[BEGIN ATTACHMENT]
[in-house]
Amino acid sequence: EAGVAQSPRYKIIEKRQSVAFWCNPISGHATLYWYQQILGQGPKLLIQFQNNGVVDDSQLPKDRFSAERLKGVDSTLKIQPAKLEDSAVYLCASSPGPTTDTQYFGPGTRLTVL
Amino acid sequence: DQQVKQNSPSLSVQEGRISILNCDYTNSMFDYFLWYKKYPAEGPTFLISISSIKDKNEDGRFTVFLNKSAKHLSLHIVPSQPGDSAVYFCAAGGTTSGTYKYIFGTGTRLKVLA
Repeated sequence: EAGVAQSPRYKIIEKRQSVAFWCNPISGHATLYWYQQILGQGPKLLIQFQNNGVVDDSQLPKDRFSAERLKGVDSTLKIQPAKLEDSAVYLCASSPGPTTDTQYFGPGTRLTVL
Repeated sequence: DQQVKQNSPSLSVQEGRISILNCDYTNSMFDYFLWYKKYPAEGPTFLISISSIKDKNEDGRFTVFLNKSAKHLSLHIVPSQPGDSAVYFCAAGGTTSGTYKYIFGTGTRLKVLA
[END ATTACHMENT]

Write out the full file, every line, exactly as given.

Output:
[in-house]
Amino acid sequence: EAGVAQSPRYKIIEKRQSVAFWCNPISGHATLYWYQQILGQGPKLLIQFQNNGVVDDSQLPKDRFSAERLKGVDSTLKIQPAKLEDSAVYLCASSPGPTTDTQYFGPGTRLTVL
Amino acid sequence: DQQVKQNSPSLSVQEGRISILNCDYTNSMFDYFLWYKKYPAEGPTFLISISSIKDKNEDGRFTVFLNKSAKHLSLHIVPSQPGDSAVYFCAAGGTTSGTYKYIFGTGTRLKVLA
Repeated sequence: EAGVAQSPRYKIIEKRQSVAFWCNPISGHATLYWYQQILGQGPKLLIQFQNNGVVDDSQLPKDRFSAERLKGVDSTLKIQPAKLEDSAVYLCASSPGPTTDTQYFGPGTRLTVL
Repeated sequence: DQQVKQNSPSLSVQEGRISILNCDYTNSMFDYFLWYKKYPAEGPTFLISISSIKDKNEDGRFTVFLNKSAKHLSLHIVPSQPGDSAVYFCAAGGTTSGTYKYIFGTGTRLKVLA